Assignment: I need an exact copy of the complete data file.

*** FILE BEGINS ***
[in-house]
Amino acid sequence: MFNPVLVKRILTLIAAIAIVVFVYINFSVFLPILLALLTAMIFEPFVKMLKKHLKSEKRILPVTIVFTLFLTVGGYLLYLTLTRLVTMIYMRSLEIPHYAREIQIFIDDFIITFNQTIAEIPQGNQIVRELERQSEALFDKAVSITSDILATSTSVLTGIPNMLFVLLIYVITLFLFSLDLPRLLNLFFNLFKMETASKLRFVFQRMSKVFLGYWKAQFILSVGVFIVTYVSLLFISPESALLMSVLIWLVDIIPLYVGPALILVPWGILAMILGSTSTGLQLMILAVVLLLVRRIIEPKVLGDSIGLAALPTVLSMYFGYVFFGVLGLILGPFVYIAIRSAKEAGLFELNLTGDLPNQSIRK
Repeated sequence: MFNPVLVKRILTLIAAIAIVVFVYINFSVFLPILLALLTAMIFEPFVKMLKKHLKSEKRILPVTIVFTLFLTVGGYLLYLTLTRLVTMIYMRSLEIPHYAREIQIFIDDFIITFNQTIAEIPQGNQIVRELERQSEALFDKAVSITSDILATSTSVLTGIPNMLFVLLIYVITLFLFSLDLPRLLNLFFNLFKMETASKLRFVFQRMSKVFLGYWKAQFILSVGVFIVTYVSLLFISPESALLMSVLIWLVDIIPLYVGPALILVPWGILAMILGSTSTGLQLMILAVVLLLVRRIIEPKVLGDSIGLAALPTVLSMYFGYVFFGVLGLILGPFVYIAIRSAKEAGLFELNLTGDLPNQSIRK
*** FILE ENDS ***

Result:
[in-house]
Amino acid sequence: MFNPVLVKRILTLIAAIAIVVFVYINFSVFLPILLALLTAMIFEPFVKMLKKHLKSEKRILPVTIVFTLFLTVGGYLLYLTLTRLVTMIYMRSLEIPHYAREIQIFIDDFIITFNQTIAEIPQGNQIVRELERQSEALFDKAVSITSDILATSTSVLTGIPNMLFVLLIYVITLFLFSLDLPRLLNLFFNLFKMETASKLRFVFQRMSKVFLGYWKAQFILSVGVFIVTYVSLLFISPESALLMSVLIWLVDIIPLYVGPALILVPWGILAMILGSTSTGLQLMILAVVLLLVRRIIEPKVLGDSIGLAALPTVLSMYFGYVFFGVLGLILGPFVYIAIRSAKEAGLFELNLTGDLPNQSIRK
Repeated sequence: MFNPVLVKRILTLIAAIAIVVFVYINFSVFLPILLALLTAMIFEPFVKMLKKHLKSEKRILPVTIVFTLFLTVGGYLLYLTLTRLVTMIYMRSLEIPHYAREIQIFIDDFIITFNQTIAEIPQGNQIVRELERQSEALFDKAVSITSDILATSTSVLTGIPNMLFVLLIYVITLFLFSLDLPRLLNLFFNLFKMETASKLRFVFQRMSKVFLGYWKAQFILSVGVFIVTYVSLLFISPESALLMSVLIWLVDIIPLYVGPALILVPWGILAMILGSTSTGLQLMILAVVLLLVRRIIEPKVLGDSIGLAALPTVLSMYFGYVFFGVLGLILGPFVYIAIRSAKEAGLFELNLTGDLPNQSIRK